“reward experiments from the mid-1970s that could distinguish between the noradrenergic and dopaminergic systems resulted in the prevailing view that dopamine (DA) was the primary ‘reward transmitter’ (a belief holding some sway still today), thereby pushing NE into the background. Most damaging to the NE hypothesis of reward were studies demonstrating that NE receptor antagonists and NE reuptake inhibitors failed to impact drug self-administration. In recent years new tools, such as genetically engineered mice, and new experimental paradigms, such as reinstatement of drug seeking following withdrawal, have propelled NE back into the awareness of addiction researchers with new data linking NE to critical aspects of DA signaling and drug addiction. ”

NE,  for example, heightens dopaminergic incentive salience? Whereas dopamine seems to be more important for reward, NE seem more important in relapse etc.

Why does Volkow not consider the role of NE more fully?

Volkow has co-authored papers with researchers like George Koob who is one of the leading experts on stress systems in addiction but none of this seems to have filtered through to public consciousness. And this is damaging we believe. People relapse because they are in some distress in most cases so why not mention this?

Especially when she mention the role of distress in addiction in this article?

Distress is the product of a dysregulated NE system?

In the next week or so I will illustrate how a limited focus on dopamine gives a distorted view of addiction, craving and relapse.

For example, dopaminergic cue reactivity, i.e. the idea people relapse because of a heightened attentional bias to drug related cues only accounts for  a small  minority of relapse and usually when accompanied by stress/distress?

The negative emotions and emotional distress of interpersonal relationships accounts for more relapse than cue reactivity.

So why spend millions of this type of research paradigm when it does not do what science ought to do, which is to predict behaviour?

This is the most damning criticism of Volkow’s ideas on addiction, they do match up with experience, reality, they do not predict behaviour?   They appear to have little ecological validity?

Volkow’s insistence on dopaminergic mechanisms is confusing for as Volkow actually mentions the following in a recent interview in Huffington Post:-


“Addicted people in my laboratory often say it’s not even pleasurable. “I just cannot control it.” Or they’ll say, “I have to take the drug because the distress of not taking the drug is too difficult to bear.””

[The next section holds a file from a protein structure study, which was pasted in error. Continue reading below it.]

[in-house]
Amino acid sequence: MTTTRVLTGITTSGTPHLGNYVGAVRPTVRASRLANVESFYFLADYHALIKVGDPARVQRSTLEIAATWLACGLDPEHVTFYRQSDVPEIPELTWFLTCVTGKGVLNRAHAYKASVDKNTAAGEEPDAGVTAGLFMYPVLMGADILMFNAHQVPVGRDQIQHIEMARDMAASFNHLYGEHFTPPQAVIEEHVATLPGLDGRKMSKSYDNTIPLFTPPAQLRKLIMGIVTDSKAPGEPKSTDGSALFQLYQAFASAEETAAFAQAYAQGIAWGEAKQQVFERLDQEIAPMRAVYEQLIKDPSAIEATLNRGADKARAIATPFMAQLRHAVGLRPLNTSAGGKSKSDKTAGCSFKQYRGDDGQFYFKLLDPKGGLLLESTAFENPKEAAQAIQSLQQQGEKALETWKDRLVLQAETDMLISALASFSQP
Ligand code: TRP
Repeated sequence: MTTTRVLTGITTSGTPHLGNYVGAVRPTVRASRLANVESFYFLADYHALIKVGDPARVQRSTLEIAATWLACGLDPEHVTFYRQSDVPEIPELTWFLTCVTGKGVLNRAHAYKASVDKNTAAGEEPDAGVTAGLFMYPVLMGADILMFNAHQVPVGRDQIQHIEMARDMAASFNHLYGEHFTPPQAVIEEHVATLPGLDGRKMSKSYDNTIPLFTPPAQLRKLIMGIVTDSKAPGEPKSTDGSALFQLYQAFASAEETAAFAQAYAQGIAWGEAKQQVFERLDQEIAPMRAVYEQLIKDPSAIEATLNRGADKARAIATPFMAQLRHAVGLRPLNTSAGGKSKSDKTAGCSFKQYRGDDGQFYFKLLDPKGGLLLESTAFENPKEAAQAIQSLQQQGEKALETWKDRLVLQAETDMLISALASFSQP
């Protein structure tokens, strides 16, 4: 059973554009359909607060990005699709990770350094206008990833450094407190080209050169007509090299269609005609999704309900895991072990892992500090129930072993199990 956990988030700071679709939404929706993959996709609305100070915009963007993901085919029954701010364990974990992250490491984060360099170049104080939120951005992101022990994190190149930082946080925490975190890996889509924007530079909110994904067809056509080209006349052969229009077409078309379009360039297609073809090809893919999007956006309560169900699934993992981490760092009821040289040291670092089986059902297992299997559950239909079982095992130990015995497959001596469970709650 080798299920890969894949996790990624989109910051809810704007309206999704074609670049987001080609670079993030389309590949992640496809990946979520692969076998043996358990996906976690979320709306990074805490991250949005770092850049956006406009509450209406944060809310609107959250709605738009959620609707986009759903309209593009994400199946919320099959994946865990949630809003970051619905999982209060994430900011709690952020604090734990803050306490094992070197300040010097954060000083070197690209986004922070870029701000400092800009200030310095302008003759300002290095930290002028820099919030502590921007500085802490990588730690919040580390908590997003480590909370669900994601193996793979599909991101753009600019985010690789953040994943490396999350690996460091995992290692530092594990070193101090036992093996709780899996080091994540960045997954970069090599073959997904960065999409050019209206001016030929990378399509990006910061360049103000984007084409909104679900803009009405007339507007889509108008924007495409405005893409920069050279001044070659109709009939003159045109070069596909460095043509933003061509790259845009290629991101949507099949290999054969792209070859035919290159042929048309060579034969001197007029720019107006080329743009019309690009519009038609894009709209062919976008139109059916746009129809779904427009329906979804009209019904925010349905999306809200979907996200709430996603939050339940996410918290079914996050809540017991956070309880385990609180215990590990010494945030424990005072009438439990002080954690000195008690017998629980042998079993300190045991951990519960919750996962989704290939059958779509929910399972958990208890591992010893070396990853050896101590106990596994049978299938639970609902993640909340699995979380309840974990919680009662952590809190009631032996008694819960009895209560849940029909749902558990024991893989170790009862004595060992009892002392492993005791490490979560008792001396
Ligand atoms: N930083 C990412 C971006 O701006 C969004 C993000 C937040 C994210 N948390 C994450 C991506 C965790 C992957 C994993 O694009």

I believe the answer to addiction is in this statement – it is stress/distress that creates compulsive behaviours – NE is one of these “stress chemicals” which she overlooks.

I will hope to show why this is the case in later blogs.

Volkow concludes her argument in this article by suggesting  that instead of treating the distress at the heart of addiction by then stating ” Once people understand the underlying pathology of addiction, people with the disease will not have to go through obstacles to obtain evidence-based treatments (such as buprenorphine or methadone for opioid addiction) but will simply, nonjudgmentally, receive the help they need, like a child with diabetes or a person with heart disease or cancer. They won’t have to feel that shame, or feel inferior, because people understand that they are suffering from a disease that should be treated like any other.”

To me, this is not treating a disease of addiction, it is simply prolonging the agony.

It is quite worrying the Director of the NIDA thinks this is treatment and recovery for addictive behaviours.

It is little wonder there is such a gap between mutual help groups that have been successful in “treating” addiction and science based “treatments” which appear to have limited insight into the reality of addiction and why people become addicted and why they relapse.

These recovery groups are successful because they treat the stress and emotion dysregulation at the heart of addictive behaviour.

They treat the inherent emotion processing deficits which prompt compulsive behaviours.  They treat the distress at the heart of addiction.

They change neurobiology by changing behaviours -they tried drugs before so it would seem another chemical straightkjacket is not what they need.

Suggestion to Nora Volkow, find out what works in recovery and then attempt to explain why?

It is called the neuroscience of recovery.

I am not sure any theory of addiction ever helped an addict recover?



1. Weinshenker, D., & Schroeder, J. P. (2007). There and back again: a tale of norepinephrine and drug addiction. Neuropsychopharmacology, 32(7), 1433-1451.